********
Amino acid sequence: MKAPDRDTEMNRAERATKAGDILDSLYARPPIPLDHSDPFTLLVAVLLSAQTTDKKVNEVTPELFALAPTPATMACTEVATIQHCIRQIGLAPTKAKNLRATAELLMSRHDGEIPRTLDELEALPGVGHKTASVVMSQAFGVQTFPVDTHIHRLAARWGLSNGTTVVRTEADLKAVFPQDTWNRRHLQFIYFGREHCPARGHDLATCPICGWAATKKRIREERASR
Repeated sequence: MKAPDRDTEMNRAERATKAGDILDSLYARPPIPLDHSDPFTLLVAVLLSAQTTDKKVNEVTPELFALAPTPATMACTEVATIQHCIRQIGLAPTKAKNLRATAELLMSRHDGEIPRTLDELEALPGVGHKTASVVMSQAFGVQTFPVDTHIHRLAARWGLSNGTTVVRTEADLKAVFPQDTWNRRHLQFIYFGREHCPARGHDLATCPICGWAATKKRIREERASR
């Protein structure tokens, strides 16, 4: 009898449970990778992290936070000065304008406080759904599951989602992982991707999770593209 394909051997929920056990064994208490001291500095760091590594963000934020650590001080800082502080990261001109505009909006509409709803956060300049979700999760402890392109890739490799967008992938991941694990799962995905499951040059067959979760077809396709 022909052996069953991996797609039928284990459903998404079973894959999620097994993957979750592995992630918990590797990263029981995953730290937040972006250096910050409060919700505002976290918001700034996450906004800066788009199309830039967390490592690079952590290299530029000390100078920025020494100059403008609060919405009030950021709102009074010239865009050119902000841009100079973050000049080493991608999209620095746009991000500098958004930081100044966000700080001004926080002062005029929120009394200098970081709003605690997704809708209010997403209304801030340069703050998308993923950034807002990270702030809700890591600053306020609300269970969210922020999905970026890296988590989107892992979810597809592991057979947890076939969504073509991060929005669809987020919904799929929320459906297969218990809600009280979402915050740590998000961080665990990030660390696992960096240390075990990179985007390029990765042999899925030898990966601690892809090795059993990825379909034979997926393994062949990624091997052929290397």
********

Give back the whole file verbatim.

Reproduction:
Amino acid sequence: MKAPDRDTEMNRAERATKAGDILDSLYARPPIPLDHSDPFTLLVAVLLSAQTTDKKVNEVTPELFALAPTPATMACTEVATIQHCIRQIGLAPTKAKNLRATAELLMSRHDGEIPRTLDELEALPGVGHKTASVVMSQAFGVQTFPVDTHIHRLAARWGLSNGTTVVRTEADLKAVFPQDTWNRRHLQFIYFGREHCPARGHDLATCPICGWAATKKRIREERASR
Repeated sequence: MKAPDRDTEMNRAERATKAGDILDSLYARPPIPLDHSDPFTLLVAVLLSAQTTDKKVNEVTPELFALAPTPATMACTEVATIQHCIRQIGLAPTKAKNLRATAELLMSRHDGEIPRTLDELEALPGVGHKTASVVMSQAFGVQTFPVDTHIHRLAARWGLSNGTTVVRTEADLKAVFPQDTWNRRHLQFIYFGREHCPARGHDLATCPICGWAATKKRIREERASR
């Protein structure tokens, strides 16, 4: 009898449970990778992290936070000065304008406080759904599951989602992982991707999770593209 394909051997929920056990064994208490001291500095760091590594963000934020650590001080800082502080990261001109505009909006509409709803956060300049979700999760402890392109890739490799967008992938991941694990799962995905499951040059067959979760077809396709 022909052996069953991996797609039928284990459903998404079973894959999620097994993957979750592995992630918990590797990263029981995953730290937040972006250096910050409060919700505002976290918001700034996450906004800066788009199309830039967390490592690079952590290299530029000390100078920025020494100059403008609060919405009030950021709102009074010239865009050119902000841009100079973050000049080493991608999209620095746009991000500098958004930081100044966000700080001004926080002062005029929120009394200098970081709003605690997704809708209010997403209304801030340069703050998308993923950034807002990270702030809700890591600053306020609300269970969210922020999905970026890296988590989107892992979810597809592991057979947890076939969504073509991060929005669809987020919904799929929320459906297969218990809600009280979402915050740590998000961080665990990030660390696992960096240390075990990179985007390029990765042999899925030898990966601690892809090795059993990825379909034979997926393994062949990624091997052929290397």